Reports Say Prosecutors Are Probing NY Senate Payments
There are reports that New York state Senators who received payments for chairing committees that they in fact did not lead are now under a probe by the State Attorney General and at least one U.S Attorney.
Several Republican and Independent Democratic senators were paid stipends allocated to chairs of senate committees. But the senators weren’t actually the chairs. They had all been designated as vice chairs, a relatively new title. There is no provision in state law to pay stipends to vice chairs.
Senators have defended the practice as perfectly legal, based on the Senate GOP leadership’s top lawyer, who has issued a memo justifying the practice.
Senate IDC Leader Jeff Klein says his members have been “transparent” about the arrangement.
“They will continue to be vice chairs of committees and accept their lulu, or stipend, which they are entitled to,” said Klein.
But now, according to published reports in the New York Times and New York Daily News, the State Attorney General and the U.S. Attorney for Eastern New York are questioning the arrangement and have requested the underlying documentation that the Senate sent to the state comptroller, who approved the payments.
A spokeswoman for Attorney General Eric Schneiderman says she cannot officially comment on any potential investigations.
A spokesman for the Senate Republicans says they “welcome” any inquiries, and will cooperate, because they believe “everything was done in accordance with the Constitution and the law."
Governor Andrew Cuomo weighed in on the controversy shortly before the probes were made public. The governor did not criticize the Senators, but instead placed the responsibility on the state comptroller, who signed the checks for the extra payments. Cuomo and Comptroller Tom DiNapoli have feuded on numerous issues.
“If it was not legal, the comptroller shouldn’t have done it,” Cuomo said. “The comptroller should call up and say ‘Whoops, I made a mistake, I need the money back.”
The comptroller’s office however, has never said that the payments were legal. A spokeswoman said, earlier in the week that the comptroller deferred to the Senate, as a separate branch of government, in their judgment about which senators were to receive stipends and for what reasons.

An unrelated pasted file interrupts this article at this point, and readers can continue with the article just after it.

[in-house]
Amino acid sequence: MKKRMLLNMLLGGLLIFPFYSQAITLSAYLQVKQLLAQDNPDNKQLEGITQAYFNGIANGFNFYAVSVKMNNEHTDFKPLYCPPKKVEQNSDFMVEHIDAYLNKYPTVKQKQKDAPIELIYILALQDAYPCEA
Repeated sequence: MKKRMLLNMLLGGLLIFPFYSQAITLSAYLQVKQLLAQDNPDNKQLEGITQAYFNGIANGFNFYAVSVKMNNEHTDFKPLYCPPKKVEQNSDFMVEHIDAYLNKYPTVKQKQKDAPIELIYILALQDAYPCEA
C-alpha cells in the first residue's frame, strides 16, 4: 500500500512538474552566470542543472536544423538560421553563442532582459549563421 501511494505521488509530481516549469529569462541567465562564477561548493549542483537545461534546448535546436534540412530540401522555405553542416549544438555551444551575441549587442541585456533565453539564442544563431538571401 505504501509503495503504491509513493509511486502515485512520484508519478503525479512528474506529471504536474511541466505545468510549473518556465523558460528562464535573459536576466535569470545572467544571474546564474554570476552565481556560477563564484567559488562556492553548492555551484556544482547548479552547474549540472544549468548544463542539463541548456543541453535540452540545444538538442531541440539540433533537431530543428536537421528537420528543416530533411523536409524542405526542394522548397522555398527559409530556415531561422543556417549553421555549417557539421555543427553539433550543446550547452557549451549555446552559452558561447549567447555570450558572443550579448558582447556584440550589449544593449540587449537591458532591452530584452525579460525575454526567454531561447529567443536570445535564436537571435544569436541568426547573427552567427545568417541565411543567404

After the governor spoke, DiNapoli spokeswoman Jennifer Freeman, said in a statement that “the comptroller’s office is not a court of law” and that the issue needs to be decided either by the Senate itself or by “the legal system."
In order for an official criminal investigation to be launched by the state attorney general, the comptroller would need to make a formal referral to the AG. There’s no confirmation from the comptroller on whether or not that has occurred.
The governor was asked by reporters whether he thought the payments, legal or not, were appropriate.
“None of it looks good,” Cuomo said.
Government reform groups say it’s time to ban the stipends altogether. Every senator in the chamber receives some form of a lulu, either for a committee post or for a leadership title. Several of the senators who receive the extra payments have poor track records of attendance at committee meetings. Susan Lerner, with the government watchdog group Common Cause, says the payments are a “tool” the legislative leadership uses to reward members who don’t rock the boat, and to punish those who may stray from the party line.
“It’s a way to shut up dissent and to ensure that only those who go along with the leadership have an active role,” Lerner said. “It’s one of the reasons why our legislature is so entirely dysfunctional.”
Common Cause supports a general pay raise for all legislators instead. Their current base salary is $79,500 a year. It’s been nearly 20 years since that amount has been increased. Last year Cuomo and the legislature tried to agree on a salary hike, but the effort failed.